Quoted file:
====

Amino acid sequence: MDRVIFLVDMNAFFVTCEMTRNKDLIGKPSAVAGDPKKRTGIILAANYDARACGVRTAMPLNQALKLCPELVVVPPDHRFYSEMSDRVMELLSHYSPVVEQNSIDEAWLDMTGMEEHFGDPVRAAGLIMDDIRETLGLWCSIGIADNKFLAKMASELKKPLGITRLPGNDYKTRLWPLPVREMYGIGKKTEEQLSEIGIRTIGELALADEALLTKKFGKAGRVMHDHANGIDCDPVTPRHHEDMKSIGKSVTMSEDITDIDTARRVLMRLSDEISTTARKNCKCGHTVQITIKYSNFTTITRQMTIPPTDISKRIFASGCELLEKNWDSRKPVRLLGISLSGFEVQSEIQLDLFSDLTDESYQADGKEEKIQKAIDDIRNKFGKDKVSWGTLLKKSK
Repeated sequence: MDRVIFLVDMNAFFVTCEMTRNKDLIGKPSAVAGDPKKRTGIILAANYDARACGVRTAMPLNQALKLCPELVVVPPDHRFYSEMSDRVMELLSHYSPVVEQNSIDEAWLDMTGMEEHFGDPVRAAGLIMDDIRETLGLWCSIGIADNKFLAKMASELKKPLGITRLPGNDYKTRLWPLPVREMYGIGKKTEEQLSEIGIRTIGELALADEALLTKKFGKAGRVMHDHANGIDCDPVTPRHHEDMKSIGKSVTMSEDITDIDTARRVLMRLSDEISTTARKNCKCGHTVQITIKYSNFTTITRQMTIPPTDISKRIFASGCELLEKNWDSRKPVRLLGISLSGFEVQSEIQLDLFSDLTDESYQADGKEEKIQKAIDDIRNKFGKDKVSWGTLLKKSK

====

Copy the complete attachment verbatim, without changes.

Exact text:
Amino acid sequence: MDRVIFLVDMNAFFVTCEMTRNKDLIGKPSAVAGDPKKRTGIILAANYDARACGVRTAMPLNQALKLCPELVVVPPDHRFYSEMSDRVMELLSHYSPVVEQNSIDEAWLDMTGMEEHFGDPVRAAGLIMDDIRETLGLWCSIGIADNKFLAKMASELKKPLGITRLPGNDYKTRLWPLPVREMYGIGKKTEEQLSEIGIRTIGELALADEALLTKKFGKAGRVMHDHANGIDCDPVTPRHHEDMKSIGKSVTMSEDITDIDTARRVLMRLSDEISTTARKNCKCGHTVQITIKYSNFTTITRQMTIPPTDISKRIFASGCELLEKNWDSRKPVRLLGISLSGFEVQSEIQLDLFSDLTDESYQADGKEEKIQKAIDDIRNKFGKDKVSWGTLLKKSK
Repeated sequence: MDRVIFLVDMNAFFVTCEMTRNKDLIGKPSAVAGDPKKRTGIILAANYDARACGVRTAMPLNQALKLCPELVVVPPDHRFYSEMSDRVMELLSHYSPVVEQNSIDEAWLDMTGMEEHFGDPVRAAGLIMDDIRETLGLWCSIGIADNKFLAKMASELKKPLGITRLPGNDYKTRLWPLPVREMYGIGKKTEEQLSEIGIRTIGELALADEALLTKKFGKAGRVMHDHANGIDCDPVTPRHHEDMKSIGKSVTMSEDITDIDTARRVLMRLSDEISTTARKNCKCGHTVQITIKYSNFTTITRQMTIPPTDISKRIFASGCELLEKNWDSRKPVRLLGISLSGFEVQSEIQLDLFSDLTDESYQADGKEEKIQKAIDDIRNKFGKDKVSWGTLLKKSK